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EPAC / Pedelec / E-Bike tests

EPAC / Pedelec / E-Bike tests

Test laboratory for EPAC / Pedelec & E-Bike is a world wide approved and accredited test laboratory for micromobility and product safety.

Test laboratory for EPAC / Pedelec & E-Bikes

From city and hybrid bikes, through to cargo bikes (transport of passengers or goods) and up to mountain bikes,racing and cross bikes with electronic support.

Mechanical components
Bicycle components that may also be used on Pedelecs (frame-fork assembly, cranks, wheels, handlebar-stem assembly, brakes, etc.)
Testing in accordance with the latest DIN EN 15194
Electrical Components
Testing the electric drive unit (e.g., motor, controls, display, battery) on our eRig relevant EMC testing.
Testing in accordance with EMC Directive and Low-Voltage Directive.
Other Components
For example points of contact with plastic components (PAHs, etc.), paint, material, screw joints
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The term Pedelec thus clearly draws a distinction between Pedelec and e-bike, the latter’s motor providing assistance on demand regardless of whether the rider is pedalling or not. Pedelecs with a maximum continuous rated power of up to 250 W and a maximum assisted speed of 25 km/h are classified as conventional bicycles (use of cycle tracks, no license plate required, etc.) by German regulations.
Success story
Pedelecs have been increasingly successful on the German market over the last decade. In the meantime, there are numerous types of electric motors and vehicles available While initially the focus was on city and hybrid bikes, the market for bicycles for use in sporting activities as well as for cargo bikes (transport of passengers or goods) is growing rapidly. Pedelecs are a convenient and comfortable means of transport. By substituting cars, and thus cutting down on emissions, they can contribute to sustainably enhance our quality of life.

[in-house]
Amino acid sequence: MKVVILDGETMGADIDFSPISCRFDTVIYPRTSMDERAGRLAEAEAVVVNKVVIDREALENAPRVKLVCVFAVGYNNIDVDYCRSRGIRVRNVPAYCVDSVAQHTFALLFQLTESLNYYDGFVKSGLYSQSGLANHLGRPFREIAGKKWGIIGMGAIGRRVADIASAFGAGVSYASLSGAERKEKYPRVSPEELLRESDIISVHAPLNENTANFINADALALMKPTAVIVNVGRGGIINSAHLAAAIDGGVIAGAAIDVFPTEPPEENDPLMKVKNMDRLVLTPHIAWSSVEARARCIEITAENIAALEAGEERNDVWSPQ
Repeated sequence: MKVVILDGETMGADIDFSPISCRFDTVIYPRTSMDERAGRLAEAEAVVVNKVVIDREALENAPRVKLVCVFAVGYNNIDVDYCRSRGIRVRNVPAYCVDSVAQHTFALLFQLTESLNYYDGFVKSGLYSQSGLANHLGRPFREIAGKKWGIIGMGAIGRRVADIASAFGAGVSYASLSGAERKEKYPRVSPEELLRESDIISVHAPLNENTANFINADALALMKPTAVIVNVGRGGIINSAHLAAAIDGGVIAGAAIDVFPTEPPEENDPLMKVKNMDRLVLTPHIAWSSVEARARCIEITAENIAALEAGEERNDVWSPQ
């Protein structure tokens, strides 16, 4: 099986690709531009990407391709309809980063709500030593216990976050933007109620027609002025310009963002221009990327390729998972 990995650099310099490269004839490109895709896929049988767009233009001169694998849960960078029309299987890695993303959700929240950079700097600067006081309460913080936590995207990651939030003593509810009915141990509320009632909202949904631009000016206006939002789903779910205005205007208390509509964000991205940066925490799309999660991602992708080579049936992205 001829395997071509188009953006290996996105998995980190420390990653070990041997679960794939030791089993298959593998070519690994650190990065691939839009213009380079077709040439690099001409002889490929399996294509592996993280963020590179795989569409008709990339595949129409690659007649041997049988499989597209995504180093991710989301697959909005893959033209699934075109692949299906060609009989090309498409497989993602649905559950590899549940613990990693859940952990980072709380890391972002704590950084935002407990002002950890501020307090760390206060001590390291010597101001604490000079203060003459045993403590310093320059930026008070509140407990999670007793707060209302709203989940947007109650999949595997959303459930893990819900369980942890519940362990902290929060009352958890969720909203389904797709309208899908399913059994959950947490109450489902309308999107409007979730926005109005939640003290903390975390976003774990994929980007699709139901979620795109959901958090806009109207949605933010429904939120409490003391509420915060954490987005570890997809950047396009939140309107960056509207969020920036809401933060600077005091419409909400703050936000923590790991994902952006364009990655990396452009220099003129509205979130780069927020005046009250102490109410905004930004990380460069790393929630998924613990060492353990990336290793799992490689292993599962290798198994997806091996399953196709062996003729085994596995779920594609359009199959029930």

In the long run a healthy level of product quality will be the key to successful participation in this thriving market. To this purpose numerous factors need to be taken into consideration. The electric drive system must keep pace with its competitors, the same applies to operating range, stability, assist performance and start-up behaviour on hills.
The mechanical design of Pedelecs, too will also become a challenge not to be underestimated. Increased unladen weight and average speed, in comparison to an unmotorised bicycle, result in significantly increased loads for the vehicle that need to be taken into account when developing and designing a Pedelec that will withstand such stresses and strains in the long run.